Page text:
There are intriguing bits of personal information to be had here too. Fra Lippi for example, whose Woman (1460-61), one of an album of drawings, left monastic life after fathering a child with a nun. Their son, Filipino also became a painter. Lippi’s drawing Virgin and Child with Angels is sublime. Knowing that Leonardo de Vinci wrote backwards is not the same as actually seeing his handwriting, which you can do here, as he wrote a couple of lines on his drawing, Landscape (1473) and dated it, ‘5th of August, 1473.’ Rather than smudge the ink, he wrote from right to left.

Around 1413, the most important artistic innovation since paper, linear perspective, was introduced by architect/engineer Filippo Brunelleschi. Paolo Uccello’s mathematical drawing, Chalice (1430-40)shown here, is a fine example of this innovative discovery, which enabled artists to consider space in new ways. Though hand drawn, Chalice is not unlike what a computer rendering of such a subject looks like today.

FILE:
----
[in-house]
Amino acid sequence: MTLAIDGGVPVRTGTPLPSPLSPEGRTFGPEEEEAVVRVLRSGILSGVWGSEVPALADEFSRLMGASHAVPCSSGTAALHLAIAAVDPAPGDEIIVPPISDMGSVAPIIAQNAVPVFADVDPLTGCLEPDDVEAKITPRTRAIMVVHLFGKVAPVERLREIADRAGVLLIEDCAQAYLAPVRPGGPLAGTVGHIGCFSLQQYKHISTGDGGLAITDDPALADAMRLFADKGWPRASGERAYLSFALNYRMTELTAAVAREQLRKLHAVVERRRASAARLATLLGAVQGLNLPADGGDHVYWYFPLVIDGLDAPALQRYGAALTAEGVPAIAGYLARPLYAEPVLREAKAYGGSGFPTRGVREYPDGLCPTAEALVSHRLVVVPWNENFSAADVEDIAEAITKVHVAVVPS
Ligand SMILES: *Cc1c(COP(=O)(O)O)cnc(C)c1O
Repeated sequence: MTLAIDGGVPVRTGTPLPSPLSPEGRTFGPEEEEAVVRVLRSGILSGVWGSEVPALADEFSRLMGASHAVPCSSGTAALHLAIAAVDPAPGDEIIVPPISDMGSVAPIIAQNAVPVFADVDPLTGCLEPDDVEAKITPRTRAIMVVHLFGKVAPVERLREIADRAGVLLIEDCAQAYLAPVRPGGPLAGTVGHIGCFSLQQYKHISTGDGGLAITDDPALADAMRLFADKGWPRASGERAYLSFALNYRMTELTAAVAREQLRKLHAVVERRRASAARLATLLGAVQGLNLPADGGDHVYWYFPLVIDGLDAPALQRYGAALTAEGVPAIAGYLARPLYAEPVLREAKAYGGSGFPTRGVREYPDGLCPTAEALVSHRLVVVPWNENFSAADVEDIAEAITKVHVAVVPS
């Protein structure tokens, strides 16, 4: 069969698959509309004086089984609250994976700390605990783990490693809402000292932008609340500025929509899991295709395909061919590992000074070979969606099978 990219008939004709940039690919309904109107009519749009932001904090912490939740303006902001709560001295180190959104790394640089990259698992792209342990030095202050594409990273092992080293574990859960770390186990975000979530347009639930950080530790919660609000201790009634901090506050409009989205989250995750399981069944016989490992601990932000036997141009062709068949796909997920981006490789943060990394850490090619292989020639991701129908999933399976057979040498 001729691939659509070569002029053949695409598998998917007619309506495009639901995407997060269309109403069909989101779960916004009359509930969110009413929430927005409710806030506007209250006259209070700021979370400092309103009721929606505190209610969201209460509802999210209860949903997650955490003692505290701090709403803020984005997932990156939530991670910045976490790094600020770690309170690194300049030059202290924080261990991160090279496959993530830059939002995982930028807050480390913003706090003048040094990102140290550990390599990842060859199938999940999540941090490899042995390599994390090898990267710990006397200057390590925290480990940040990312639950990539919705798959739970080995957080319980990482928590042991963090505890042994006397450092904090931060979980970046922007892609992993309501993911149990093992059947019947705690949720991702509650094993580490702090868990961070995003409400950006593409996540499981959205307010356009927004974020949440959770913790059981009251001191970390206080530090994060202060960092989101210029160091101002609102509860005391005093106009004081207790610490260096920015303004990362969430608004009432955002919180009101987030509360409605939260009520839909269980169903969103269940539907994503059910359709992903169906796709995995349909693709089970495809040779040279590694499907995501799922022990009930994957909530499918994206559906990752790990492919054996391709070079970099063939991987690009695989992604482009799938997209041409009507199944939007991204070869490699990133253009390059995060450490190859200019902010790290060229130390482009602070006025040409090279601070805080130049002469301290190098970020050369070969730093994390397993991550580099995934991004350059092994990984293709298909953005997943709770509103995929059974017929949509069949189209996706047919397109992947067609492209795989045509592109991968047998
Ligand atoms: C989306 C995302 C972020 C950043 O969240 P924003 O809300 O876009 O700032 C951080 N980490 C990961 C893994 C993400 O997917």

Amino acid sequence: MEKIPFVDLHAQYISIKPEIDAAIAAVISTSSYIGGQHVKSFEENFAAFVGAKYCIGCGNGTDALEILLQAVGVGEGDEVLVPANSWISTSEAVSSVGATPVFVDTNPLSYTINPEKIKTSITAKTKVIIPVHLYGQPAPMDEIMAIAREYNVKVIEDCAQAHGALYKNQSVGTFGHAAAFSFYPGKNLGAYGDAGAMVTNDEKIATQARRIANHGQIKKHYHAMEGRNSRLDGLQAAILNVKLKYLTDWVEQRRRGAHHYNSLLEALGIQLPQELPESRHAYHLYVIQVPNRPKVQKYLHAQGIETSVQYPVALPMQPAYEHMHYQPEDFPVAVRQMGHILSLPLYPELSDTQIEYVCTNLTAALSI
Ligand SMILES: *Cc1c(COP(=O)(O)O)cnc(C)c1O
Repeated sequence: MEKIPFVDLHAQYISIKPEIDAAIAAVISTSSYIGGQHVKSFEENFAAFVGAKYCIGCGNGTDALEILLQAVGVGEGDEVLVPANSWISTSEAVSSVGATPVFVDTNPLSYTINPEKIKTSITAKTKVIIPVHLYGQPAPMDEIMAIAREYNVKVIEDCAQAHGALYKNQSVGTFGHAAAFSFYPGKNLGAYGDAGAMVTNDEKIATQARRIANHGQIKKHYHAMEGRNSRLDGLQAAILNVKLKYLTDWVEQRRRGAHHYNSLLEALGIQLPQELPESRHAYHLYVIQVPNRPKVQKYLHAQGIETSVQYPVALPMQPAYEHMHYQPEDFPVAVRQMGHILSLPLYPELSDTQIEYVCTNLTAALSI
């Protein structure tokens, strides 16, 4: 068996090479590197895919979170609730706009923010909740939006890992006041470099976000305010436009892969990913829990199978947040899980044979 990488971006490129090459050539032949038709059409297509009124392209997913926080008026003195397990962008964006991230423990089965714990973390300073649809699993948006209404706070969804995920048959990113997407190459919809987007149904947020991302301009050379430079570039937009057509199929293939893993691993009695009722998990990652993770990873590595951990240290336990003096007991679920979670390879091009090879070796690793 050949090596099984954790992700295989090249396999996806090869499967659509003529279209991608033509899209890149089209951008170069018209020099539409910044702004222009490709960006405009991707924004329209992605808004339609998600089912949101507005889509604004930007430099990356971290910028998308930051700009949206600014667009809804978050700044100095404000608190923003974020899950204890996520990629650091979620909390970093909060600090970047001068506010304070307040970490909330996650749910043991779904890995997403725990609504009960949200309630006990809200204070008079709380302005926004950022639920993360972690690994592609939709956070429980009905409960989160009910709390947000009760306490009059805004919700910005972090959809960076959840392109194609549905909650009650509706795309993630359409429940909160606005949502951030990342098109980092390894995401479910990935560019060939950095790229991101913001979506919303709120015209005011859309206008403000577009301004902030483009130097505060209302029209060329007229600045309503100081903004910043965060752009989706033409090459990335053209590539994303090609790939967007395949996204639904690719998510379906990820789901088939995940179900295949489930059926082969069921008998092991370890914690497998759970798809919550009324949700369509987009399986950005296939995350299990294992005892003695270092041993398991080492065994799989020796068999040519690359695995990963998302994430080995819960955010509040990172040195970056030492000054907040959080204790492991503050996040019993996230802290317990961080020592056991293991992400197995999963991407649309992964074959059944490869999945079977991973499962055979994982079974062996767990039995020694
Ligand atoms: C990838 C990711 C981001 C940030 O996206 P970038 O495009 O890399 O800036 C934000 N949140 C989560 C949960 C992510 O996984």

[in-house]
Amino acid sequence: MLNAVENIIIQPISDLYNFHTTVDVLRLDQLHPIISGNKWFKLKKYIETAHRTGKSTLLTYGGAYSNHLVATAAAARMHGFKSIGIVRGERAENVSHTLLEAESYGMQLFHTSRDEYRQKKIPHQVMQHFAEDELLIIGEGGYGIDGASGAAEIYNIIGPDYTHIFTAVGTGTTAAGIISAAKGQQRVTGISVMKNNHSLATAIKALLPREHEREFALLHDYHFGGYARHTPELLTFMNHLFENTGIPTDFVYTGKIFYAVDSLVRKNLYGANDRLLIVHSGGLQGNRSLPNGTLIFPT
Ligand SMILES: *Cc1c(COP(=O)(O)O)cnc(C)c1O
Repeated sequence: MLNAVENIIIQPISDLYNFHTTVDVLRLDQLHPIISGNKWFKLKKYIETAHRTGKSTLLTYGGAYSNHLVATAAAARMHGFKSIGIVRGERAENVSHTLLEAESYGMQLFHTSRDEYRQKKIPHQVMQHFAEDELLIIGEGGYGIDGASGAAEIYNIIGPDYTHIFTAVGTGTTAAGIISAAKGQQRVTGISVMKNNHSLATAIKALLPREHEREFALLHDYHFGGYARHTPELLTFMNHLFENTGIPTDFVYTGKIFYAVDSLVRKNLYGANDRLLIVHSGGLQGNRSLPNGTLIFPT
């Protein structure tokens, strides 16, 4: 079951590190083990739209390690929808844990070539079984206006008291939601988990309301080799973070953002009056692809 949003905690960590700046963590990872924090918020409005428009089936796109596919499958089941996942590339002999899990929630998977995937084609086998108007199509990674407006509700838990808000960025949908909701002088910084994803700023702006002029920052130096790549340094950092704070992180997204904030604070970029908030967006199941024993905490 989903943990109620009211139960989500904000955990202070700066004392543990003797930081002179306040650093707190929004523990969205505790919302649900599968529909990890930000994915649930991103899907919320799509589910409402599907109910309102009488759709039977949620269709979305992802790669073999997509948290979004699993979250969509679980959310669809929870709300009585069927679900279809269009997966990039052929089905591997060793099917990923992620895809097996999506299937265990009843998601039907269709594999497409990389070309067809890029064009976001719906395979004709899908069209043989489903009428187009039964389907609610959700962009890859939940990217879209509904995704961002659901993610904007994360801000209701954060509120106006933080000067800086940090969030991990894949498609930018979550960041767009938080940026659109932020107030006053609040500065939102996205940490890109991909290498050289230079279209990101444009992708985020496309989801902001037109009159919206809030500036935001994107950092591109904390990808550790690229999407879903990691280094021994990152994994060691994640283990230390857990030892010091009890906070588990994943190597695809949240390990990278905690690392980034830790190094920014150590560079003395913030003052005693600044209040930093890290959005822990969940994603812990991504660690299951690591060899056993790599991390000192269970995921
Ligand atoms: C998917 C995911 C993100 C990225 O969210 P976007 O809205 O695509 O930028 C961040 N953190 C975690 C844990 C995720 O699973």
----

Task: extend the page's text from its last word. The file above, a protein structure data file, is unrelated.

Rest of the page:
Renaissance albums, like today’s artist’s portfolios, were compiled for similar purposes, namely, sale and/or self-promotion. Albums were only in use for a short time, (1450 – 70) due to the fact that printmaking became more widespread. Jacopo Bellini’s massive album, considered the earliest, is on show here, opened to an impressive drawing entitled Tournament on page 99 (1455 – 60). 

‘Never take the stylus or brush in your hand if you have not first constituted in your mind all that you have to do.’ Leon Battista Alberti, On Painting (1435 – 36). This quote opened the ‘Masters of Design’ section of the exhibition.

Maso Finiguerra and Antonio Pollauiolo were two Florentine masters of design. A goldsmith by trade, Finiguerra created drawings used by generations of his family thereafter. His Two Studies of Hands and Figures (1450-60) are a tribute to his talent. Naturally, Finiguerra’s drawings were sought after by printmakers.

In order to aid your journey through this densely populated exhibition, the title and artist of each drawing has been painted in enlarged letters on the wall above them, making revisits possible.